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White House Will No Longer Disclose Names Of Visitors & That's Worrisome For This Reason

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On Friday, the Trump administration announced that it would not be voluntarily releasing the names of White House visitors, reportedly due to "grave national security risks and privacy concerns," according to The Washington Post. Releasing visitor records was a key initiative put in place by President Obama, and the White House disclosed over 6 million records during his time in office. The Trump administration's decision to roll back a measure that helped increase government transparency should worry anyone who believes politicians need to be held accountable, and the move is already drawing criticism from transparency experts.

From now on, if anyone wants to know who's been rubbing elbows with those in the White House, they will have to file a Freedom of Information request — and even then, a response isn't guaranteed. Requests can be filed for people visiting offices in the White House that are legally classified as separate agencies (such as the Office of Management and Budget). The White House will decide on a case-by-case basis if they want to disclose who visits the president, vice-president, or any senior staff.

Any visitor logs that the White House decides it wants to keep secret will remain that way until at least five years after President Trump leaves office, as per presidential record rules. Trump communications director Mike Dubke only announced the change in regulation after three organizations filed a lawsuit against the White House for refusing to release the names of visitors, according to Mother Jones.

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The thing is, knowing who government leadership is interacting with is extremely important — especially in an administration that's as rife with conflicts of interest as Trump's is. (Multiple people in his administration have significant ties to fossil fuel industries, health care companies, and manufacturing industries, according to The Atlantic.) Being able to see who is stopping by the White House is a key way to monitor which lobbyists and donors trying to curry favor with the people who lead the country and hold those politicians accountable.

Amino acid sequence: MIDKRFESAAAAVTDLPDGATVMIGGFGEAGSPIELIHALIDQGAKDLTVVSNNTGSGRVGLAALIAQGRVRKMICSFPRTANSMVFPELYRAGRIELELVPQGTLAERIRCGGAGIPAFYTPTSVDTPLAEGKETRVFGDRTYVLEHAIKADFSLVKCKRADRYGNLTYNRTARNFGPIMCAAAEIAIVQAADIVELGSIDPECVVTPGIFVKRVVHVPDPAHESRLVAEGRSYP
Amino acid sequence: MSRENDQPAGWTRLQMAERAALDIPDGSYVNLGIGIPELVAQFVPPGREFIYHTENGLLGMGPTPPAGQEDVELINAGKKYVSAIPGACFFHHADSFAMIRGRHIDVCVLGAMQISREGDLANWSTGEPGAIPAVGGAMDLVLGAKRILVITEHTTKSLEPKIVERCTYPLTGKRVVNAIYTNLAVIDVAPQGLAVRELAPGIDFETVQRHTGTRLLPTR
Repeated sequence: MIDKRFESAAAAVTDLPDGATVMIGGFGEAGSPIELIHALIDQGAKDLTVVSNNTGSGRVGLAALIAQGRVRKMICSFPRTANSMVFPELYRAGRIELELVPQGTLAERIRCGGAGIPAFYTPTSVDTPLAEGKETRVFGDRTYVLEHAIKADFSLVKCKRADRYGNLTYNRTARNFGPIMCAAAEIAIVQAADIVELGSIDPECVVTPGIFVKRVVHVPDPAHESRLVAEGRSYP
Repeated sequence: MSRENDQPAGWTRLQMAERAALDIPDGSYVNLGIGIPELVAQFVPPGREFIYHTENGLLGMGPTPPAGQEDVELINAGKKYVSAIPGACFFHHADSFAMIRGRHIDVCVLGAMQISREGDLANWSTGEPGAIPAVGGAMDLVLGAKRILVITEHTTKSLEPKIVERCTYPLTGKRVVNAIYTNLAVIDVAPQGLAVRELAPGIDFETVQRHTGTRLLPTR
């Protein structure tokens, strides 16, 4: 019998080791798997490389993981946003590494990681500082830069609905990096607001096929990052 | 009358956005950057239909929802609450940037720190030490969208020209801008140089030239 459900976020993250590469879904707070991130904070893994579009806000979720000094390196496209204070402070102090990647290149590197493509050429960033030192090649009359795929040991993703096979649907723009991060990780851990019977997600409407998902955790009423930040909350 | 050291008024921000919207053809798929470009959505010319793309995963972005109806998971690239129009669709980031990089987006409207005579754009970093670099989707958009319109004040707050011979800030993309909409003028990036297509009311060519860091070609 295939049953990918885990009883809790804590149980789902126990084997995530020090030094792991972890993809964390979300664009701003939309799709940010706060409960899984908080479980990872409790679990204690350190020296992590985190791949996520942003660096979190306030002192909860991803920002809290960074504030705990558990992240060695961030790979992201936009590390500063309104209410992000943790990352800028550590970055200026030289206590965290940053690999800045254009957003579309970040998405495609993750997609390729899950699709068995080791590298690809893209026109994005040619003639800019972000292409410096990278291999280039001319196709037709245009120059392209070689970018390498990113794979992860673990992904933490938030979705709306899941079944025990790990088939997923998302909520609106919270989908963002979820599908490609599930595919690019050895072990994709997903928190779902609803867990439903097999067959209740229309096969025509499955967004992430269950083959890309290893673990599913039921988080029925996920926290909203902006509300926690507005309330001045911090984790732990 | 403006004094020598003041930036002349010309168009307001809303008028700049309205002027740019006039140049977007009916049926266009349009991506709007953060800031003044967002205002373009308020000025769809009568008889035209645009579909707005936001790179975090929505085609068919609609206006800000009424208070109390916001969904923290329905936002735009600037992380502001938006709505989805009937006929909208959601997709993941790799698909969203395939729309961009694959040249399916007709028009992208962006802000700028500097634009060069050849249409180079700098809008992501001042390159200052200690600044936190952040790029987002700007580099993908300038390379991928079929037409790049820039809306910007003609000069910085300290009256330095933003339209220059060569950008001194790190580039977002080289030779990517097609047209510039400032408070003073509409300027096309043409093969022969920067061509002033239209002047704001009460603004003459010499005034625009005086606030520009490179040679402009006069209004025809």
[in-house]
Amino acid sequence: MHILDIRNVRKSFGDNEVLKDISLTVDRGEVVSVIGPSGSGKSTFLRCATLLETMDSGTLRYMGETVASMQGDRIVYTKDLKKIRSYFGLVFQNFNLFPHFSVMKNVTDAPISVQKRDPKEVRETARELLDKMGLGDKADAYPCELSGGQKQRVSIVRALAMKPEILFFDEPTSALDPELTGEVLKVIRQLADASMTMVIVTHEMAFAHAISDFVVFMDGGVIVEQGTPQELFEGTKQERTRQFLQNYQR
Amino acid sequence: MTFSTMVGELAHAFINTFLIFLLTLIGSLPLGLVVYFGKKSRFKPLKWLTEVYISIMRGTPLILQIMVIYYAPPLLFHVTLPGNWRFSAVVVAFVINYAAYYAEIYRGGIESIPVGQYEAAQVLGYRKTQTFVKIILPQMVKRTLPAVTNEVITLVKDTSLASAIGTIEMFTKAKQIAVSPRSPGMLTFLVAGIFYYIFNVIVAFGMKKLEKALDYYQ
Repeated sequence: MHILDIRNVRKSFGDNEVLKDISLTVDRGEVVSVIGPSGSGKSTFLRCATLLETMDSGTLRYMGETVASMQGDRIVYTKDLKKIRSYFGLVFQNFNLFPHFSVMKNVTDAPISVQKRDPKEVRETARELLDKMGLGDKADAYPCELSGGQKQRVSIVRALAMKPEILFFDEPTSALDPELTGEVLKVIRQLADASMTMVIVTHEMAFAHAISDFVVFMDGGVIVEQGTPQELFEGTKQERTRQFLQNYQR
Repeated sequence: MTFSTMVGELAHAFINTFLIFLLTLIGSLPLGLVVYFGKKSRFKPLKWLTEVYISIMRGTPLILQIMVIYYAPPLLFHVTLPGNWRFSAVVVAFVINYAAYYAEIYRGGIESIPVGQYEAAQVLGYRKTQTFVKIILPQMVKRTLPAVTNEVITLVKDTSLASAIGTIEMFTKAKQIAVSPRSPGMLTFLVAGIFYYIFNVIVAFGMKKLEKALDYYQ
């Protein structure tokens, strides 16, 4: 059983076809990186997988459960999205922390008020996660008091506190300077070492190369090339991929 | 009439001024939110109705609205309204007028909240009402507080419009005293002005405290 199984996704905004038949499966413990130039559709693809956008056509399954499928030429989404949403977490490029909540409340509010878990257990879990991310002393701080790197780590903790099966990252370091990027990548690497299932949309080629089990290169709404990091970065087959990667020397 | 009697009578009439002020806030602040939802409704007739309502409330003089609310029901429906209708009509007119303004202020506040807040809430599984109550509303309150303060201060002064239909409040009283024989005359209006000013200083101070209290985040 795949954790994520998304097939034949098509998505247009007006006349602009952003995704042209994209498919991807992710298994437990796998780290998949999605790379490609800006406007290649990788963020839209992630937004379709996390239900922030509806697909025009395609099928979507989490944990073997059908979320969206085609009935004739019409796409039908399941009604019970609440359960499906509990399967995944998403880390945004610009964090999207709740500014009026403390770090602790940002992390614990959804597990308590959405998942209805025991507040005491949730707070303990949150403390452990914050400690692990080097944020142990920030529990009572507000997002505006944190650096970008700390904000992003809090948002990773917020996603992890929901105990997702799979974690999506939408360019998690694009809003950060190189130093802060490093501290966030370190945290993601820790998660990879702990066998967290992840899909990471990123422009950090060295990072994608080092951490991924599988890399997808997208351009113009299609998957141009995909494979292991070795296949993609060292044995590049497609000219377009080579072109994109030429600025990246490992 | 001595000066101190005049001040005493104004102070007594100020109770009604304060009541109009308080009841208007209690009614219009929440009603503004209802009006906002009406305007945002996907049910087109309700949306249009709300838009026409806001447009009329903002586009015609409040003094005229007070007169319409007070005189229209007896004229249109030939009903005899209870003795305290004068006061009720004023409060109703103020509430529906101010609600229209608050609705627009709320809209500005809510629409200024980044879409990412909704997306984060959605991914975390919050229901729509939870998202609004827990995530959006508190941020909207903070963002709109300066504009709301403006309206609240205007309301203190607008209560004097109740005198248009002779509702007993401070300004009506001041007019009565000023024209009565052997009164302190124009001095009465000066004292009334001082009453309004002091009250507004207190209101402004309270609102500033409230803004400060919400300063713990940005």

"The only excuse for this policy is that the Trump administration has something to hide," David Donnelly, president of government watchdog group Every Voice, told The Washington Post on Friday. "This kind of secrecy will allow big donors, lobbyists and special interests to have unknown levels of influence in the White House."

Romper reached out to the White House for comment on the measure, but did not hear back immediately.

The visitor logs Obama opened up to the public helped Washington Post journalists discover that lobbying was still very much alive in the White House in 2012, and it seems privacy and security concerns were avoided fairly easily by keeping certain names out of the visitor logs (such as the names of Obama's daughters' friends or potential Supreme Court nominees).

"Elected officials work for the people and we deserve to see government business conducted in transparent daylight," Faiz Shakir, political director of the American Civil Liberties Union, said in a statement to Reuters.

At his inauguration speech in January, Trump told Americans, "We are transferring power from Washington, D.C. and giving it back to you, the people." But his latest move promises to do the exact opposite of that. Americans had to work hard to get Obama to voluntarily disclose the names of White House visitors — there were multiple lawsuits involved — and the Trump administration is now effectively erasing that work. Drain the swamp, indeed.